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Italy's budget could prove a boon for nationalists at next year's European elections, analyst says

September 24,2018 18:20

The Italian spending plan for 2019 could be a boost for nationalist parties in the upcoming European elections, an analyst told CNBC on Monday. The 2019 budget that the Italian government is due to present in the coming days has kept investors on their ...and more »



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Italian Interior Minister Matteo Salvini speaks during a statement after a bilateral meeting prior to the European Union member states' interior and justice ministers conference on July 11, 2018 in Innsbruck, Austria. 

The Italian spending plan for 2019 could be a boost for nationalist parties in the upcoming European elections, an analyst told CNBC on Monday.
The 2019 budget that the Italian government is due to present in the coming days has kept investors on their toes. There are wide concerns that the populist government will present a budget that will derail the reduction of Italy's public debt — a critical issue given that Rome holds the second largest pile of debt in Europe.
However, the spending plan could have broader consequences.
"I believe the result from the Italian budget will provide a boost to the nationalists across the bloc heading into next year's parliamentary elections in May," Stephen Gallo, European head of forex strategy at Bank of Montreal, told CNBC via email.
"I am already looking towards 2019 and the European parliamentary elections, and for a persistent political risk discount to remain embedded in the euro," he said. "No matter how the Italian budget negotiations progress from here, my thinking is that Brussels will come out looking worse than it already does."
National budgets are determined by capitals across Europe, but the European Commission analyzes each individually and rules whether it complies with its fiscal rulebook.

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However, the European Commission has previously shown that there is leeway in how fiscal rules are applied. This means that it could take two approaches to Italy's next budget: either Brussels will criticize the plan for increasing public spending, and for putting in danger the reduction of public debt; or the European Commission will approve a "looser fiscal path" for the Italian economy.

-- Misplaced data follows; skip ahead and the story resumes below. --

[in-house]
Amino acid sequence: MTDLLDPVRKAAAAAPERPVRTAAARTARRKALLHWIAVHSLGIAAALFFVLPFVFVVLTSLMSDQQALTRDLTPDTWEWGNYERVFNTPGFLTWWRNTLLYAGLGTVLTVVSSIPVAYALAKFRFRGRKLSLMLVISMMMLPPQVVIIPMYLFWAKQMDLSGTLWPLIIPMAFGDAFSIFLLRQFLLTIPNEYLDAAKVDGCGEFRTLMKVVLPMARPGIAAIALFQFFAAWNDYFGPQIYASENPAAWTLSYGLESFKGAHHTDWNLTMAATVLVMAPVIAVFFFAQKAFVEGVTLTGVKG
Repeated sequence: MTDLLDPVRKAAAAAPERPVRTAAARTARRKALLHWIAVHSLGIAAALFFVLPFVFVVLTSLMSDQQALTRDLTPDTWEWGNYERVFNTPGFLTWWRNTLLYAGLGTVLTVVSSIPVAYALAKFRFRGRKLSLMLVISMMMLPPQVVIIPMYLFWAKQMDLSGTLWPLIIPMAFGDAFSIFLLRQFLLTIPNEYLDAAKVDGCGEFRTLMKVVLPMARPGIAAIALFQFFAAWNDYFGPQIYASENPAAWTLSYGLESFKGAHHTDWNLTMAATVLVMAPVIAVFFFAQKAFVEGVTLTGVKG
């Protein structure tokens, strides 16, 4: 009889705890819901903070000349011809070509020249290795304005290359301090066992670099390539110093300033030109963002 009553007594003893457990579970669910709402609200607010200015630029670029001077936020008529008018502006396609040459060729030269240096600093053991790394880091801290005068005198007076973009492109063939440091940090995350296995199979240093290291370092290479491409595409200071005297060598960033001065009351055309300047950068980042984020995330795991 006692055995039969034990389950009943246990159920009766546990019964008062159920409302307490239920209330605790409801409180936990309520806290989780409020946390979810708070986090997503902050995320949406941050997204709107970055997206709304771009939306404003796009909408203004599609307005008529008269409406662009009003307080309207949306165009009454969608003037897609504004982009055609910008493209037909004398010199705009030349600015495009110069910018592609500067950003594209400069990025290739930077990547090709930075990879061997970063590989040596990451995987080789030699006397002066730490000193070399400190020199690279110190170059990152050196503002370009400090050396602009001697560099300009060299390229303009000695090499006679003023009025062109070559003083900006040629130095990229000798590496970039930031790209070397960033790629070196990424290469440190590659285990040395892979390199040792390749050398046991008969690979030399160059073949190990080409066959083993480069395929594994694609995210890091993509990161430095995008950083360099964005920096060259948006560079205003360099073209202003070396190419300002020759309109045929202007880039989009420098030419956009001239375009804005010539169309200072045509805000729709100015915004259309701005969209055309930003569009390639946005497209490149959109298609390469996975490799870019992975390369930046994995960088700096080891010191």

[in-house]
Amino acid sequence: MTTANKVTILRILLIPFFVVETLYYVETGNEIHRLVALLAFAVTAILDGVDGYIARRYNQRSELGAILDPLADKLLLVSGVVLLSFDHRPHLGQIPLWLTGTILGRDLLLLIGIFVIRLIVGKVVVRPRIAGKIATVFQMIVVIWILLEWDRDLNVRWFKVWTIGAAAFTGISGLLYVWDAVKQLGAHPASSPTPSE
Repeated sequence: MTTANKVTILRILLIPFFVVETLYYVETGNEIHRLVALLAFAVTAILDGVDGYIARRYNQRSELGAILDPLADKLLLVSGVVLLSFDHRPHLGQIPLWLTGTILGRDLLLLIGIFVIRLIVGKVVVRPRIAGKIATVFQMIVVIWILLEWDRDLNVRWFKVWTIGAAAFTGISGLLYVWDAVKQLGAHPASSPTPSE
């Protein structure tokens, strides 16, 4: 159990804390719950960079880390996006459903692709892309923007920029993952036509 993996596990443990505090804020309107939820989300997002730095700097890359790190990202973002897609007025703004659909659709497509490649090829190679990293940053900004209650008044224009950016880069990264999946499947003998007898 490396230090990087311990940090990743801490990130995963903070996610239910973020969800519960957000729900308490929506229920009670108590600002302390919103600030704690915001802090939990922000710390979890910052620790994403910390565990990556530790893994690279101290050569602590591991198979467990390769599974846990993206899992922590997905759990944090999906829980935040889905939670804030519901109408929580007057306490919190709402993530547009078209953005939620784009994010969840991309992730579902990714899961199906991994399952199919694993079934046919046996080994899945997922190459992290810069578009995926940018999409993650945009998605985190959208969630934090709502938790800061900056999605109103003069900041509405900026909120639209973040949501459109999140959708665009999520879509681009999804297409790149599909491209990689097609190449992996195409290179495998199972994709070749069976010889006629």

"If the Commission approves a looser fiscal path for Italy and the Italian government is able to deliver a better growth environment for the country over the medium-term, Brussels will also look bad because many people will ask why the Commission didn't allow countries to deviate from the fiscal rule sooner in order to improve the growth environment," Gallo said.
European citizens will vote next spring on new lawmakers for the European parliament. This election will prove critical for the future of Europe as well as for financial markets given the shift in power seen in recent national votes.
Italy, France, Germany and the Netherlands are some of the countries where voters showed an increasing support for nationalist movements and populist parties.
"The balance of power has been shifting away from European centrists and federalists towards nationalists, and this process has potentially huge implications for the bloc," in terms of its governance, Gallo said.
He added that "political fragmentation that yields financial fragmentation is a serious downside risk to the euro and asset prices."
Other analysts argue that there are several factors playing into next year's vote.
"I'm not sure there is any clear connection between the 2019 Italian budget and the EU election outcome. So many variables in the latter that would overshadow Italian budget issues," Erik Nielsen, chief economist at UniCredit, told CNBC in an email.

Finance minister under pressure

Meanwhile, Giovanni Tria, Italy's economy and finance minister, is under pressure to deliver the government's spending promises. He has been asked to make fiscal room to accommodate plans to set up a citizens' income and tax reductions.
However, Tria, who doesn't hold a political affiliation with either of the two coalition parties, has vowed to respect the European fiscal rules.
"We expect the budget to target a deficit of close to 2 percent of GDP, and if so, markets ought to welcome that, correcting the recent additional concern over an excessive deficit to fulfill all their promises – and with that, I would expect a further tightening of spreads," Nielsen also said.
Tria is expected to present formal targets for economic growth and debt on Thursday.

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